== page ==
However, the Plant Manger was somewhat undermined by the company's owners who had not clearly communicated the company's mission and vision to all employees. Also, the company was still trying to use its old appraisal and reward system which worked to motivate and compensate employees individually rather than as a team. For the teams to have a proper incentive, a new system was required that would appraise and reward group performance in addition to individual players. Group productivity and quality incentives, when properly combined with individual incentives for skill mastery, work to heighten collaboration and decrease competition among employees.
Making a Successful Shift to Greater Self-Direction
As you may gather from this discussion and example, the shift from a traditional organizational structure to self-directed teams can be complicated. You can, however, make the transition easier by keeping in mind the elements discussed in this article. It is extremely important to prepare for and think through the implications of this change before implementation. Every major organizational change required good planning and preparation. It also involves ongoing communication and follow-up to ensure a successful transition. Evolutionary changes, rather than fast, revolutionary ones usually yield better results.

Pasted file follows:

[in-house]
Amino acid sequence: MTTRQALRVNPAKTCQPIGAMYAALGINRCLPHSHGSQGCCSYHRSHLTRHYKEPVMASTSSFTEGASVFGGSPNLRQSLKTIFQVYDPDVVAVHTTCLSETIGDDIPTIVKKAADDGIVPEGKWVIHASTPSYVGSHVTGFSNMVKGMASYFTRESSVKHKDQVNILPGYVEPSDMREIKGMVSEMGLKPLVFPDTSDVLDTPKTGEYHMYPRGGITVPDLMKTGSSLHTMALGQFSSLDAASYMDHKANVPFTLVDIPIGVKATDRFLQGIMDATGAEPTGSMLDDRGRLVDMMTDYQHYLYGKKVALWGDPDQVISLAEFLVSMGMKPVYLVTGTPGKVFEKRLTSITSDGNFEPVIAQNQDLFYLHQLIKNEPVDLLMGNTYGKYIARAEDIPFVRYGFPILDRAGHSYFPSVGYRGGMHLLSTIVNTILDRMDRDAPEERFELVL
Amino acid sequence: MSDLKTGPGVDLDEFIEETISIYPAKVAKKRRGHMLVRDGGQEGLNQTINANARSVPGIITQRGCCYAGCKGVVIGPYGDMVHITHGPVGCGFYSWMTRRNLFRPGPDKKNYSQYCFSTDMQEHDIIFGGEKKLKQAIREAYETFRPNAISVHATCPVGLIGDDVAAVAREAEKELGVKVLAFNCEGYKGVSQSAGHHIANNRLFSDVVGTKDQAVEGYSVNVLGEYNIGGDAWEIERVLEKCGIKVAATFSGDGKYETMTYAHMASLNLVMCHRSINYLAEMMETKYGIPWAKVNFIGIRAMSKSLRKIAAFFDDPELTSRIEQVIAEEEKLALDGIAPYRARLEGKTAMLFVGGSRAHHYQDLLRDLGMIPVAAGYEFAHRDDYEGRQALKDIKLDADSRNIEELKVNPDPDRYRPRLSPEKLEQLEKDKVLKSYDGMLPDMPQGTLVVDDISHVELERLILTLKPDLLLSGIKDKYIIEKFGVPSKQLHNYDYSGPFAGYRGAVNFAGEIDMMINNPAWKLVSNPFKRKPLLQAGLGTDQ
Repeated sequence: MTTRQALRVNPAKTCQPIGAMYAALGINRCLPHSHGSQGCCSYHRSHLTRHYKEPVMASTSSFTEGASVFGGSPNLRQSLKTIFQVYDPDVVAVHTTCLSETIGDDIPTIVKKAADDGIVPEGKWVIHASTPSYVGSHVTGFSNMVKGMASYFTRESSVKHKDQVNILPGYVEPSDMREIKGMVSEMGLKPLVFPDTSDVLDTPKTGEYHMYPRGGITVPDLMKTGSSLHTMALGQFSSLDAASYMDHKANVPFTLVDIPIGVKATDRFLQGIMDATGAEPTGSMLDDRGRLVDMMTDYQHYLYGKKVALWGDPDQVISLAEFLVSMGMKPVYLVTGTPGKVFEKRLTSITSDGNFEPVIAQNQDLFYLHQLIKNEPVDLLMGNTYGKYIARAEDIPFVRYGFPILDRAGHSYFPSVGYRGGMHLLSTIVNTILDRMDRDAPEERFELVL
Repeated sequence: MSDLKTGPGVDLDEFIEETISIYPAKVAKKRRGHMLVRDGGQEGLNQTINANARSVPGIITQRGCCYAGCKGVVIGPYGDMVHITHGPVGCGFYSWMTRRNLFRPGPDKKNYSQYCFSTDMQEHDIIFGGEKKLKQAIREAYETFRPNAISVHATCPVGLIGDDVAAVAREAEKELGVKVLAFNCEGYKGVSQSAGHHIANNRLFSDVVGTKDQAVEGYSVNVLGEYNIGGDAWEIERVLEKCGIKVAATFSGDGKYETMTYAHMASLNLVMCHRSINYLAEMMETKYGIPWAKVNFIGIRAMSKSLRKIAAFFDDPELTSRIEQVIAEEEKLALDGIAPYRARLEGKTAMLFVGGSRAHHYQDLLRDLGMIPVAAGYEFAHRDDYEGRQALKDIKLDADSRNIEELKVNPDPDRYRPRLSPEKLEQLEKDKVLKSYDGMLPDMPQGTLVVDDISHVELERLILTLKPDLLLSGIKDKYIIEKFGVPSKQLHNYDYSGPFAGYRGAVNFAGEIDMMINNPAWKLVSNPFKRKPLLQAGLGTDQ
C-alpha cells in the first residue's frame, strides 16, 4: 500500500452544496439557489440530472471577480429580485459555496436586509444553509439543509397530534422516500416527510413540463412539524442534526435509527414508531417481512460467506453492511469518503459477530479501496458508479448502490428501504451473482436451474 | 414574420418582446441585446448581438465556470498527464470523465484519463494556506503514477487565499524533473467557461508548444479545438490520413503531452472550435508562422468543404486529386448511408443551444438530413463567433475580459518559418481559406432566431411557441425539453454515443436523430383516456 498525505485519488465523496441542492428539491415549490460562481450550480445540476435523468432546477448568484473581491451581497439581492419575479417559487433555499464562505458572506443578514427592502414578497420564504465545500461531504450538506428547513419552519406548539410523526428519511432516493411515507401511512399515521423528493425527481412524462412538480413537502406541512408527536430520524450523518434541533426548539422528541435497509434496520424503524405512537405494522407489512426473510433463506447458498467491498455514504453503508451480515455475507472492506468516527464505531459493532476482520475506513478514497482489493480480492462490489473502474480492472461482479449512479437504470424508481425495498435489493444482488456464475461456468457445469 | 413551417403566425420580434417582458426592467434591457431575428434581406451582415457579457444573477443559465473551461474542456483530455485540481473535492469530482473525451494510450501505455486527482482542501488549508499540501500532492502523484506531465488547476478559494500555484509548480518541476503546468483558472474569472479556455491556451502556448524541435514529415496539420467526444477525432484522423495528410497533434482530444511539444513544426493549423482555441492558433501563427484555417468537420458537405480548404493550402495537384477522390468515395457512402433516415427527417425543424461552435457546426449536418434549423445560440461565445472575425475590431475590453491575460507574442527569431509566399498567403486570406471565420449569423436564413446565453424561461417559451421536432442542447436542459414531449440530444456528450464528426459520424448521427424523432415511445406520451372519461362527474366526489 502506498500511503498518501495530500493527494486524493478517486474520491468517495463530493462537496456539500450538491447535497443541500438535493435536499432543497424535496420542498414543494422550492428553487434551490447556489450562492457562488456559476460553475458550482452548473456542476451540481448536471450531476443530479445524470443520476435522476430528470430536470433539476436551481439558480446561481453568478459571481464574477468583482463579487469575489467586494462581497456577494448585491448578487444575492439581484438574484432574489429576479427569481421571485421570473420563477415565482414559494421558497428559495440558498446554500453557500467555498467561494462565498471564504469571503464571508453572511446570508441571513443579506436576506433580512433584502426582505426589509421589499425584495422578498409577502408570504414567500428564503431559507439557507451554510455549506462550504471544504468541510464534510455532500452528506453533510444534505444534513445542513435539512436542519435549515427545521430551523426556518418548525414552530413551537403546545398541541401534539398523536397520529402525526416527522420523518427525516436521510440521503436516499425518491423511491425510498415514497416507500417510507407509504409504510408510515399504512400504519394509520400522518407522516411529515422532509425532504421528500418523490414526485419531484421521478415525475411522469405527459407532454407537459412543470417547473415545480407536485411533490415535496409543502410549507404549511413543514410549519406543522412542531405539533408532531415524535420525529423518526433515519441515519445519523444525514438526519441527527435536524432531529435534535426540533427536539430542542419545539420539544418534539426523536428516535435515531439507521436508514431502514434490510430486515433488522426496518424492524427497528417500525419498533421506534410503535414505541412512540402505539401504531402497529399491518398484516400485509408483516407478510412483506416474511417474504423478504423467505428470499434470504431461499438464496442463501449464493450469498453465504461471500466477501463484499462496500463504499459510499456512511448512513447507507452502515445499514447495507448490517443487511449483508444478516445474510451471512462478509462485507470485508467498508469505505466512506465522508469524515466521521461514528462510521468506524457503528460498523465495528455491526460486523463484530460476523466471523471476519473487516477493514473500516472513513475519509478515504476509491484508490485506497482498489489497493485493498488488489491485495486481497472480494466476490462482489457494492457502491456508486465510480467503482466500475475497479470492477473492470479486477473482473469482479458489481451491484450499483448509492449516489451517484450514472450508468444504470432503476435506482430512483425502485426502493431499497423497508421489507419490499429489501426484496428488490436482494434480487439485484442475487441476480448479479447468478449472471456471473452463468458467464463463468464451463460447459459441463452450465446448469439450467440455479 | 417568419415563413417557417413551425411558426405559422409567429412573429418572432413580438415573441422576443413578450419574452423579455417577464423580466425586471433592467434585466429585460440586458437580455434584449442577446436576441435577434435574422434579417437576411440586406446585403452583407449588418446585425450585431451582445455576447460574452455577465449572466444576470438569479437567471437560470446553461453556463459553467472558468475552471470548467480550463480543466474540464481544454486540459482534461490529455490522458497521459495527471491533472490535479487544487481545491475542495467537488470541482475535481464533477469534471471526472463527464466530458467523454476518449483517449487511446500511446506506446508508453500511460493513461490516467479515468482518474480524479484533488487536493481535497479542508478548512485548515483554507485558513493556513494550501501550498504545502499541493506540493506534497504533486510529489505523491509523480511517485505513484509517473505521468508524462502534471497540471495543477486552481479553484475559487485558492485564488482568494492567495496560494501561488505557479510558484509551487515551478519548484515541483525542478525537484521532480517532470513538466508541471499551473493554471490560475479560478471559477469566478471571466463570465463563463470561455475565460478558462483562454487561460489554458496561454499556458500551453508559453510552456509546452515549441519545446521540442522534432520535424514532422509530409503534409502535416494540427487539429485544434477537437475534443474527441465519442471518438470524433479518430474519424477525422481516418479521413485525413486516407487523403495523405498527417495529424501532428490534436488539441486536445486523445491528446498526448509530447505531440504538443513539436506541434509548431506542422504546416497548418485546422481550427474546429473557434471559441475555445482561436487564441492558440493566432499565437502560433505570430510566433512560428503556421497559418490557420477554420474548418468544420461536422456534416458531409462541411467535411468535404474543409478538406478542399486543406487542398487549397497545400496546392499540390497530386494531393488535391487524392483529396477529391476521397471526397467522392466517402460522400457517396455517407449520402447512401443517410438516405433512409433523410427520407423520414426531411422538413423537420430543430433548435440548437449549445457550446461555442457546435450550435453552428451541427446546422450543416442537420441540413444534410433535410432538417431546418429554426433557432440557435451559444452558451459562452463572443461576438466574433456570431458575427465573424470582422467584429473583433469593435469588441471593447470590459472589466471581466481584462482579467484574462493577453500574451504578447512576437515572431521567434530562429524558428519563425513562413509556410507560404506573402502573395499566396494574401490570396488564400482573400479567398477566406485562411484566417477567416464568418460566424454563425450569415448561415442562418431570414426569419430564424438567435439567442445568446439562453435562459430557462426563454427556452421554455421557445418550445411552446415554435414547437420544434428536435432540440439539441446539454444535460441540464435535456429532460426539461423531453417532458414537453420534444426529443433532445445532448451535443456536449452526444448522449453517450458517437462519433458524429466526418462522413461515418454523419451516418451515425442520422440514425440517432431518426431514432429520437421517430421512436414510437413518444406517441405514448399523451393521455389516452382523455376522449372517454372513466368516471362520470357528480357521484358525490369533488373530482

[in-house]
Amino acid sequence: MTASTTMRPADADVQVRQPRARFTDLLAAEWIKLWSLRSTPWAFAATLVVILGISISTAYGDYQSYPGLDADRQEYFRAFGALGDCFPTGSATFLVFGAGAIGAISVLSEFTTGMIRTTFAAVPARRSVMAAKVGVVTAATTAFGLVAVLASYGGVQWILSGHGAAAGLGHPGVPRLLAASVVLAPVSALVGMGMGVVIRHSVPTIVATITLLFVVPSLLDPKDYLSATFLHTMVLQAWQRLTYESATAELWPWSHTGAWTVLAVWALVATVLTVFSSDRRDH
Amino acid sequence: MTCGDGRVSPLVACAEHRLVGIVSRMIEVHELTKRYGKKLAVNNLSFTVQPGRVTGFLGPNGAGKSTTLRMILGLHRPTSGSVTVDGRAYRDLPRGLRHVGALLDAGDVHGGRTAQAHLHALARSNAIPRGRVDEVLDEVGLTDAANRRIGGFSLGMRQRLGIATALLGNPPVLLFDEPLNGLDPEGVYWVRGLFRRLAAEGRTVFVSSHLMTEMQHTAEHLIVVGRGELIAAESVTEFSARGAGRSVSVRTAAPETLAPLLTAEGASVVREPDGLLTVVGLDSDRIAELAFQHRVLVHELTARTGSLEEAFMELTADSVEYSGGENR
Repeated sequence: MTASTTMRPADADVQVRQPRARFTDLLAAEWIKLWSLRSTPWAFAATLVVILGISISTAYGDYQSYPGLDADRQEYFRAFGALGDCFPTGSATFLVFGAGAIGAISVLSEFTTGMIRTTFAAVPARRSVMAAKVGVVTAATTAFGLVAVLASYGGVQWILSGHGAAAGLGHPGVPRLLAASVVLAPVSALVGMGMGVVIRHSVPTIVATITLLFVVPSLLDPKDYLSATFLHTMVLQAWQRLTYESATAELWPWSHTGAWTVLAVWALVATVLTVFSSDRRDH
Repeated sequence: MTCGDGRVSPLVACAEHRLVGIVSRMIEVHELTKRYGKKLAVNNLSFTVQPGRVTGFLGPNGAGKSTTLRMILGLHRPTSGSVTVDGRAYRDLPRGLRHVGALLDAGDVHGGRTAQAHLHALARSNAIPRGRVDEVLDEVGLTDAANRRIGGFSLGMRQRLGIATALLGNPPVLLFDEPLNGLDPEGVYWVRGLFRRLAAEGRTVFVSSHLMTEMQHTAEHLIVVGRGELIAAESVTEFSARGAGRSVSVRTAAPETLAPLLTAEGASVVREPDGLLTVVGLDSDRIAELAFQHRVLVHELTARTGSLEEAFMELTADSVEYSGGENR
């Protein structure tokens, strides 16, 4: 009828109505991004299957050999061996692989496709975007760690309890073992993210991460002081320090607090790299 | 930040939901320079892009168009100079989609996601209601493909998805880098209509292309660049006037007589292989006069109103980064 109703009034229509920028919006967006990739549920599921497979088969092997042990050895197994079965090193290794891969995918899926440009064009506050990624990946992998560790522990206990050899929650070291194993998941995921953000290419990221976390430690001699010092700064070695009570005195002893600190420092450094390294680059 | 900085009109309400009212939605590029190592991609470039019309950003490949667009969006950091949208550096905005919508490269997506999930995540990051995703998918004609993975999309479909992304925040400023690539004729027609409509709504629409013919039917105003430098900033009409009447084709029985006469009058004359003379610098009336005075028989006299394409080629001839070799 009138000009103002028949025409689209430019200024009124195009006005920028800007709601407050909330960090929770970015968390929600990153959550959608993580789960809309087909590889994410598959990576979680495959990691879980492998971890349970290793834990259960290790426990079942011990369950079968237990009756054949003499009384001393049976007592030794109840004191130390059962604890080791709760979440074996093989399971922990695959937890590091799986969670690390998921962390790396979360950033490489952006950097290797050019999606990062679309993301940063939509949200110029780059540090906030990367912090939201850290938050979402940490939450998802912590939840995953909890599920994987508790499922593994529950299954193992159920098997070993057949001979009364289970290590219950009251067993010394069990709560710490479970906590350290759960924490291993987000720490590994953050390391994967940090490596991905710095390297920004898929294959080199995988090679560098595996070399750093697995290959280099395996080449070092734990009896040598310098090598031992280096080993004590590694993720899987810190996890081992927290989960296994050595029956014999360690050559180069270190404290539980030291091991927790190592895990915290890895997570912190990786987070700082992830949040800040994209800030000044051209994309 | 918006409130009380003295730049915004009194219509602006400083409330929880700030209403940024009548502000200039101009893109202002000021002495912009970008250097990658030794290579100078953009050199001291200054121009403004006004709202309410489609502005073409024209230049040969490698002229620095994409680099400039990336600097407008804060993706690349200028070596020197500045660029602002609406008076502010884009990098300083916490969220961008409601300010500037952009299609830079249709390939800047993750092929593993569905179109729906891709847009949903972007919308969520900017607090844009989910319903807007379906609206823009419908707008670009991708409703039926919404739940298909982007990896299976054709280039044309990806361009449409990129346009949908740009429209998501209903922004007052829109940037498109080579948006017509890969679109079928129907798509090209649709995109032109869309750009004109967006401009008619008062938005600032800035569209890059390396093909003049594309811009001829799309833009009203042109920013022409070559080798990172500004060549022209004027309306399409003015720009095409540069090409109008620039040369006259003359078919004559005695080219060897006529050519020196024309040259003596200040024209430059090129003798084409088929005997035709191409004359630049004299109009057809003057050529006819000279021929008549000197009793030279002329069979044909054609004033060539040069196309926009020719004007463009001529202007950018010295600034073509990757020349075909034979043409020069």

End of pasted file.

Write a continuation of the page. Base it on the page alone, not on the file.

Don t despair! The move to self-directed teams is worth the investment. It can lead to exciting gains in productivity and quality. It can generate innovative solutions to problems and greater organizational commitment from employees. (Presently MANUFAC, with its new learning, is moving forward to correct its problems and make big gains in its investment in teams.) Making wise and mindful changes can enhance the resources you already have within your company - your employees - and create new highs in your company's performance.